The report of the Working group on the Review of the Prosecution of Sexual Offences ( O’Malley report), came out on Aug 6.
On Sept 7 2018 then Minister for Justice Charlie Flanagan announced the setting up of the Working Group, the terms of reference of the group and invited proposals from interested parties. In the aftermath of the Belfast trial in Feb-Mar 2018 and the outbreak of fury on social media following the acquittal of the accused, heavy pressure came on the government to review the procedures in sexual assault trials from a variety of groups. This was spearheaded by the Rape Crisis Network, RCNI, which miraculously had a document ready in March written by an expert group which included a number of legal academics and lawyers. Undoubtedly this document had been commissioned in advance by the RCNI in anticipation of the verdict, though given added urgency by that verdict.
This document incorporated a great deal of thinking which had been going on in the English speaking countries for some time and has been discussed elsewhere on this website. Suffice it here to say that it was inspired to some extent by critical legal theory, an offshoot of critical theory which has been gaining ground in academic circles for decades going back to the 1980s or earlier.
The document drew on proposals then being made in the justice system of England and Wales which put forward the most radical and far-reaching changes in procedures and came as a shock to even battle-hardened veterans of the culture wars. They threatened to overturn the most fundamental principles of our justice system and drastically weaken the due process protections which have served us so well. This was to be done in the interest of protecting “vulnerable witnesses”.
The RCNI wanted to abolish some due process protections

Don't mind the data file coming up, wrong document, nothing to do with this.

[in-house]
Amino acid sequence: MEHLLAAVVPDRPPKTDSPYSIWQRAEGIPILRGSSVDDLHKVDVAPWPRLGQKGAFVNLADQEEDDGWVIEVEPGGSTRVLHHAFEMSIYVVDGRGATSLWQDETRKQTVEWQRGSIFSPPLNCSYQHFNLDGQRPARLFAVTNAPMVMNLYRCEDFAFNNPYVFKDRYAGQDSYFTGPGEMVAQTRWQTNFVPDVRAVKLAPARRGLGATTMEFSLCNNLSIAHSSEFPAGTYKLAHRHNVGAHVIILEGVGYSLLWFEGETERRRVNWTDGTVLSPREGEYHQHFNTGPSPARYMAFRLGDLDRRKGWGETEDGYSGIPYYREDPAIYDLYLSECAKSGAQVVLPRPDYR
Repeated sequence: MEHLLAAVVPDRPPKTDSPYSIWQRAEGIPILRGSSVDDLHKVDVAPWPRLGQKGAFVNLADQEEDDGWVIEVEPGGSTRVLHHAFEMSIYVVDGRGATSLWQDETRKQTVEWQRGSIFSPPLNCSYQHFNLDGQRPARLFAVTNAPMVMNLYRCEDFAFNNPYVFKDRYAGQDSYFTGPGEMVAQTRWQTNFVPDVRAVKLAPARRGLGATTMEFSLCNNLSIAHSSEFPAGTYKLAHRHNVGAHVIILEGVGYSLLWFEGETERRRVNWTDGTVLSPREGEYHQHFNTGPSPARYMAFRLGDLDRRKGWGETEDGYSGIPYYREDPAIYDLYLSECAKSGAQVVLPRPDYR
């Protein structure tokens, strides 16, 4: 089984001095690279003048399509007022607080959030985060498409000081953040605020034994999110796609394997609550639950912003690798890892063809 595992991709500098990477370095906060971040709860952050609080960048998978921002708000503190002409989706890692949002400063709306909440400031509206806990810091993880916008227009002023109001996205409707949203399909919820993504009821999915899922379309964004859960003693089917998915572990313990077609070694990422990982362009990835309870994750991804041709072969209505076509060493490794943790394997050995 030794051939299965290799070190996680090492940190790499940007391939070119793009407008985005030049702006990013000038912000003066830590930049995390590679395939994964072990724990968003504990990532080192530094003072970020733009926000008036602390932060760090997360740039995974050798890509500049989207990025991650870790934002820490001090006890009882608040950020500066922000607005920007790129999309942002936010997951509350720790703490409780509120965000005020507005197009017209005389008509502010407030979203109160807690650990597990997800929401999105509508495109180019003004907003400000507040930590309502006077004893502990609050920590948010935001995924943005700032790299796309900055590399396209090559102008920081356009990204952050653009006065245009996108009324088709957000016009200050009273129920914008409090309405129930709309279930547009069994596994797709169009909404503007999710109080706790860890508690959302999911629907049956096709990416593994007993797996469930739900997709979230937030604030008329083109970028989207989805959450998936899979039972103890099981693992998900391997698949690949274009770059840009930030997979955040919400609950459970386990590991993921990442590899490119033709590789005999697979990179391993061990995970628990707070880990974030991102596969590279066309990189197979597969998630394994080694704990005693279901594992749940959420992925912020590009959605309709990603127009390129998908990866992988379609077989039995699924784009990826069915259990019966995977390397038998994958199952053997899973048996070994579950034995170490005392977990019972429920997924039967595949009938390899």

Men’s Voices made a detailed submission to the Working Group, the only group representing men to do so. By contrast there were several submissions from groups representing the interests of women, including DRCC and Women’s Aid as well as RCNI. As so often in the past the huge disparity in resources facing a male advocacy group which has no office, no permanent paid employees as compared with the state-funded women’s groups was once again starkly revealed. MVI had no recourse to professional advice, no standing in the media or political circles and was wholly lacking in legal expertise in contrast with a well prepared opposition which in addition had the enormous advantage of having already produced an expert document which was expressly referred to in the Terms of Reference as a kind of blueprint. We had only recently become aware of the Criminal Justice (Victims of Crime) Act 2017 which had already queered the pitch and were unaware that this Act itself was designed to implement the European Union Directive on the Rights of Victims of Crime (Directive 2012/29/EU).
Given all this, we were expecting the worst. However our worst fears were not realised, and the recommendations avoided the excesses of the RCNI document. Nevertheless caution is still required, the Minister is considering the report and changes are possible. In particular the press heading reads:
Tackling Sexual Violence and building a Victims Centred Approach A Priority – Minister McEntee
We will return to the dubious “victim-centred approach” later. The Press Release of Aug. 6 summarises thus:
“Overall, the recommendations are intended to improve the present system by ensuring, as far as possible, that victims of sexual crime have access to information and advice from the time at which the offence was committed, that they will be kept informed of the progress of investigation, that they will be facilitated in giving their best evidence if called as witnesses and that they will be treated with respect and dignity throughout the process”.